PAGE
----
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Native American Rights Fund/National Association of Indian Legal Services - Tribal Civil Legal Assistance Project

Award Information

Award #
Awardee County
Congressional District
Funding First Awarded
Total funding (to date)

Description of original award (Fiscal Year 2012, $850,659)

Authorized by 25 USC 3661 et seq., the BJA's Tribal Civil and Criminal Legal Assistance (TCCLA) Program serves to enhance tribal court systems and improve access to those systems through legal services; and to support the development and enhancement of tribal justice systems. Categories 1 and 2 were only open to non-profit organizations with a tax status of 501(c)(3) under the Internal Revenue Service (IRS) Code, including tribal enterprises and educational institutions. The grants in categories 1 and 2 are designed to strengthen and improve the representation of indigent defendants in criminal cases and indigent respondents in civil causes of action under the jurisdiction of Indian tribes. For Category 3, eligible applicants were national or regional membership organizations and associations whose membership or a membership section consists of judicial system personnel within tribal justice systems. The award is designed to provide quality training and technical assistance to develop and enhance tribal justice systems.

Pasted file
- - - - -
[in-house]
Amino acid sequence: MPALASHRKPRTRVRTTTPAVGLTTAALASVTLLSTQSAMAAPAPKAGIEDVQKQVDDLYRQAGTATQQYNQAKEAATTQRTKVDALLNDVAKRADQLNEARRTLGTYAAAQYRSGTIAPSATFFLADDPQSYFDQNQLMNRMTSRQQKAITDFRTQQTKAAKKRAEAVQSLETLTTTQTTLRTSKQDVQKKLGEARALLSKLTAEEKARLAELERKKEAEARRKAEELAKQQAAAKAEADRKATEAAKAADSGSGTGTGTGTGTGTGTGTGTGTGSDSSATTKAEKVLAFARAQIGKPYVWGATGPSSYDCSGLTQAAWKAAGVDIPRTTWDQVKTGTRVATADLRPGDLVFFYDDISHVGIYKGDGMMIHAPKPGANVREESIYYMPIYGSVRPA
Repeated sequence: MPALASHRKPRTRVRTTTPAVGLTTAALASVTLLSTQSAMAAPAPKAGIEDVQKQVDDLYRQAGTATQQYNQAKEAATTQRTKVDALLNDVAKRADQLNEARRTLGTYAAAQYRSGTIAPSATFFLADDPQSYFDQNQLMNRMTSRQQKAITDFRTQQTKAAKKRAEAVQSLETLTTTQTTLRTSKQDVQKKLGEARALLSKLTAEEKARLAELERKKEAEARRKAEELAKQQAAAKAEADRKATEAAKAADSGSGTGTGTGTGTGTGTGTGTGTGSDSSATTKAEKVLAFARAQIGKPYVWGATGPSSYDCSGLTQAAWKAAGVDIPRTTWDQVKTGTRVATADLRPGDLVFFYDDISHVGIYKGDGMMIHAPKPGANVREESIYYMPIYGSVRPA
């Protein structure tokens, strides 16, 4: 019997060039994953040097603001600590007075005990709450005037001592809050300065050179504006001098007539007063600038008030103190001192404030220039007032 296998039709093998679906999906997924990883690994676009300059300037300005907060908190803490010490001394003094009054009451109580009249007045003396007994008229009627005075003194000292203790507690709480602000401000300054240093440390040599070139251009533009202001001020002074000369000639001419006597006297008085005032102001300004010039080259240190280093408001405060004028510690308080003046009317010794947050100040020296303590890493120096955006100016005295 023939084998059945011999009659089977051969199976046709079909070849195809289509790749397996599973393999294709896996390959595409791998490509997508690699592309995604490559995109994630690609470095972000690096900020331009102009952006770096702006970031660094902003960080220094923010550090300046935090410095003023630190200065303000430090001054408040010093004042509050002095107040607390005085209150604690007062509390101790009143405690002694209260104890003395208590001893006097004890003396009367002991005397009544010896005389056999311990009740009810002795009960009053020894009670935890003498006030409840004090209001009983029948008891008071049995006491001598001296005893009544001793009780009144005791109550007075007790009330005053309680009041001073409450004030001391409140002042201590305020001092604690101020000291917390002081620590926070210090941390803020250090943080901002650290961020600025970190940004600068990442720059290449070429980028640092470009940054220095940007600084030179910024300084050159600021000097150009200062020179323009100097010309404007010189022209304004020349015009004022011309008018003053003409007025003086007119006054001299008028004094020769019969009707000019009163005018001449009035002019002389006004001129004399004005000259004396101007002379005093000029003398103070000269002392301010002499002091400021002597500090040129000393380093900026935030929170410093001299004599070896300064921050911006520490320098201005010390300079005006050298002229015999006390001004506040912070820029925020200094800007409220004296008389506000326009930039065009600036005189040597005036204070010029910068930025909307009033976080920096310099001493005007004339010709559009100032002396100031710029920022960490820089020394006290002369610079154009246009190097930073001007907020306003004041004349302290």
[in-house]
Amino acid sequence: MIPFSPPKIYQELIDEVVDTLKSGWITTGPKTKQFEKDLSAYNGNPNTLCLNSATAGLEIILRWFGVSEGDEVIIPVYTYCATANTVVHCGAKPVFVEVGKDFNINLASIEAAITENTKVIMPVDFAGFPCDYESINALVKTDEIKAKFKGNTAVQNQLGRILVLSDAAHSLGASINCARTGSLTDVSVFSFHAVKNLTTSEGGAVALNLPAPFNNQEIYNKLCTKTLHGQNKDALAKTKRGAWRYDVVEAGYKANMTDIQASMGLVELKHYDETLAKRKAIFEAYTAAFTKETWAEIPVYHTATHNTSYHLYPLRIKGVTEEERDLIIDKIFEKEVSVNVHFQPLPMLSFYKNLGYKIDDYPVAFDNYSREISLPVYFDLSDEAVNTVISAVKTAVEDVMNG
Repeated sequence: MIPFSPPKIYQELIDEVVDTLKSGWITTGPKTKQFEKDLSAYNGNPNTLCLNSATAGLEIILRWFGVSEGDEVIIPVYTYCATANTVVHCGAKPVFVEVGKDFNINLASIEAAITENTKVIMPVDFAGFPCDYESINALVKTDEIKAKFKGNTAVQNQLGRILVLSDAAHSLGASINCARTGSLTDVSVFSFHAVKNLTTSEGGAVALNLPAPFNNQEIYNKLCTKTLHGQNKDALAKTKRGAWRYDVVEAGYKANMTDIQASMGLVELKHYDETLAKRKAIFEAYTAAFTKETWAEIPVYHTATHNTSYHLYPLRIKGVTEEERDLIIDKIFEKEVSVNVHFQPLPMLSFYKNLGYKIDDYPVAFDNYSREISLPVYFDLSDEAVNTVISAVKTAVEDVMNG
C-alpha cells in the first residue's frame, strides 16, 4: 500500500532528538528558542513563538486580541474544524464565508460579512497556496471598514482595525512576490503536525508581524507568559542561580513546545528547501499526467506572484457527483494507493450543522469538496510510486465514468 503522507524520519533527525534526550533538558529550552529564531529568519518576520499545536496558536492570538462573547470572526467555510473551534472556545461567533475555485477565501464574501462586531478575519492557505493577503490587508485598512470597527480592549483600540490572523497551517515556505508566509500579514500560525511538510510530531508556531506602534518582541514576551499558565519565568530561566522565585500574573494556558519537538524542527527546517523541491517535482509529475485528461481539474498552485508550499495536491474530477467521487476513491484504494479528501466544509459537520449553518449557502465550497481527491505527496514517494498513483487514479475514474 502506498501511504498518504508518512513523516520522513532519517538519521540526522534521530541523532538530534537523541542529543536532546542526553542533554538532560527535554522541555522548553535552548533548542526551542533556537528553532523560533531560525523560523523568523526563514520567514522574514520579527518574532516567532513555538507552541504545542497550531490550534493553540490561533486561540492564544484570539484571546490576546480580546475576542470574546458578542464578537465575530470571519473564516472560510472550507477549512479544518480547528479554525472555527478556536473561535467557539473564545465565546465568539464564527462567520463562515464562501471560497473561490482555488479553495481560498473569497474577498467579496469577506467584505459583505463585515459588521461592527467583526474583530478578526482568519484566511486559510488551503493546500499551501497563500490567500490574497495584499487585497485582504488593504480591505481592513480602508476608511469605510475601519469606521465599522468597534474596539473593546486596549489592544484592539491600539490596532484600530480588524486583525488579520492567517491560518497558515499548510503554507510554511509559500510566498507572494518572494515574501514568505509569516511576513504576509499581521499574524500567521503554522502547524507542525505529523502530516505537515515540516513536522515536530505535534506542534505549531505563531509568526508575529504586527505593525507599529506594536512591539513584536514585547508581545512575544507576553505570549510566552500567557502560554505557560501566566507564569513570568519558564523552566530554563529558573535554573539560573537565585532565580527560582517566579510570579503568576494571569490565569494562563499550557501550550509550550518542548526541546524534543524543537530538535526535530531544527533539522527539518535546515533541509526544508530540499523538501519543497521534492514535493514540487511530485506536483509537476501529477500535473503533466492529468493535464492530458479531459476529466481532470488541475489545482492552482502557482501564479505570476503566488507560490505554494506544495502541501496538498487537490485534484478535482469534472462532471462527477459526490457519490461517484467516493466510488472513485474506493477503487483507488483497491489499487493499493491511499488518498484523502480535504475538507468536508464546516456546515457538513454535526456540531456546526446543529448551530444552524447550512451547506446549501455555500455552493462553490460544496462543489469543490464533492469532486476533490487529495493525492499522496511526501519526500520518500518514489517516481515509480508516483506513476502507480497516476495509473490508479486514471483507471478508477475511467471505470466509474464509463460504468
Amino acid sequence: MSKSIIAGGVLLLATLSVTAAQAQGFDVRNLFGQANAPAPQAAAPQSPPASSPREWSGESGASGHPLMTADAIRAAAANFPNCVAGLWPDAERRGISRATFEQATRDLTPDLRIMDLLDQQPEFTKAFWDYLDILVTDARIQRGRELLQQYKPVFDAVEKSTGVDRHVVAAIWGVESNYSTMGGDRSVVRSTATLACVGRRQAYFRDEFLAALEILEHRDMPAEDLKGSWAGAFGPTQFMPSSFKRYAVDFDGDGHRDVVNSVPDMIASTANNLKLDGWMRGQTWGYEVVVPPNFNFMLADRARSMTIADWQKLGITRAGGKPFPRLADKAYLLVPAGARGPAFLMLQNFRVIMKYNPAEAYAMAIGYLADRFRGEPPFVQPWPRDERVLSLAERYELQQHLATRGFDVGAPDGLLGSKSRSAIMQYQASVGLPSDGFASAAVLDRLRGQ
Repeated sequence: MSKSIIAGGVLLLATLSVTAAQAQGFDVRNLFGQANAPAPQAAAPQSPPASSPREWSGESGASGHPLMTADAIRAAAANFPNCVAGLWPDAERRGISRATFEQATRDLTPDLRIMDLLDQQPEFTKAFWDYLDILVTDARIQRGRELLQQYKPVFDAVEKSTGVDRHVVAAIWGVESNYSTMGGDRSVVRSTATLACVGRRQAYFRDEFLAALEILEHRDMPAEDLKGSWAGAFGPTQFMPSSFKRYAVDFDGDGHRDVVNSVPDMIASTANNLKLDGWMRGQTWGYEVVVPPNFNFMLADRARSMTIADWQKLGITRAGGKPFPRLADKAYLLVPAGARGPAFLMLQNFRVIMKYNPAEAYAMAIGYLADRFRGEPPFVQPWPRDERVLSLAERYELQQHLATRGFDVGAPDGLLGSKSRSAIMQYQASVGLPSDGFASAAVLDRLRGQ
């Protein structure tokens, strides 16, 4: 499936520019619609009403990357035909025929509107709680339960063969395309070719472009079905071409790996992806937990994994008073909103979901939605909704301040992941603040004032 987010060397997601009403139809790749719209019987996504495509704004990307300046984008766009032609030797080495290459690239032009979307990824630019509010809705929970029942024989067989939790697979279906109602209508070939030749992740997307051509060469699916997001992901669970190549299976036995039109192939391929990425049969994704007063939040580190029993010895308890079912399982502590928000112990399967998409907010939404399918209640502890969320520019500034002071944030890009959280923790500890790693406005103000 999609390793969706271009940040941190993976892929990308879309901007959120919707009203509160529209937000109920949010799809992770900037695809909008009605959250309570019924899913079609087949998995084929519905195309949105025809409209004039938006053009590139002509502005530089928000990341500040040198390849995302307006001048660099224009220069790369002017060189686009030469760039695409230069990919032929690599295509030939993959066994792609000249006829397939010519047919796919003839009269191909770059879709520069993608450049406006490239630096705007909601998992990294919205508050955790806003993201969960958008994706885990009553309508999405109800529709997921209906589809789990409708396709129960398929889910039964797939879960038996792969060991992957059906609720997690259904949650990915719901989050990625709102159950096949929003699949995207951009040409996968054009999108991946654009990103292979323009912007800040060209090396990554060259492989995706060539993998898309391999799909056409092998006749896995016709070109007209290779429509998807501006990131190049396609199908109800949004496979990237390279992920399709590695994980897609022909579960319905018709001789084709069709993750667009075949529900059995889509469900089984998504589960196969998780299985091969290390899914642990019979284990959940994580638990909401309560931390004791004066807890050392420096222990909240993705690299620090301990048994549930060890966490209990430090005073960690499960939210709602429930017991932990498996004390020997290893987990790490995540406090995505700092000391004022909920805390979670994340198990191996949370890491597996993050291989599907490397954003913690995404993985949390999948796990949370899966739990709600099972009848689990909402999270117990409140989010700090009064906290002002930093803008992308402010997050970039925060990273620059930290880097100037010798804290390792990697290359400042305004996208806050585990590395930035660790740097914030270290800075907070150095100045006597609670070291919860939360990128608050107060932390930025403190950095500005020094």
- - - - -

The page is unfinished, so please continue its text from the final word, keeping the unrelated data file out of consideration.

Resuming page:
The grant recipient will use funds to enhance the operations of tribal justice systems and improve access to those systems through the representation indigent respondents in civil causes of action under the jurisdiction of Indian tribes.

Tribal courts throughout Indian Country are under increasing pressure to grow and to provide a wider array of legal services for an increasing number of people. However, the number of attorneys on and near reservations available to represent those individuals and to develop those tribal courts is not keeping pace with the growth of and demands on the tribal courts. Twenty-five independent Native American Indian Legal Services (NAILS) programs exist to address those problems, and some of them have been doing so for more than 40 years. Through their association they share briefs, sample codes, best practice tips, and exchange ideas from a deep well of experience unmatched in Indian country. Through this project NAILS programs will continue to provide representation to individuals in the most pressing areas of civil law. NARF will also assist tribal courts directly in the subject areas they identify as most pressing to help them develop codes and procedures to meet the expanding needs for tribal justice systems and to further expand access to justice in tribal courts.

Date Created: August 21, 2012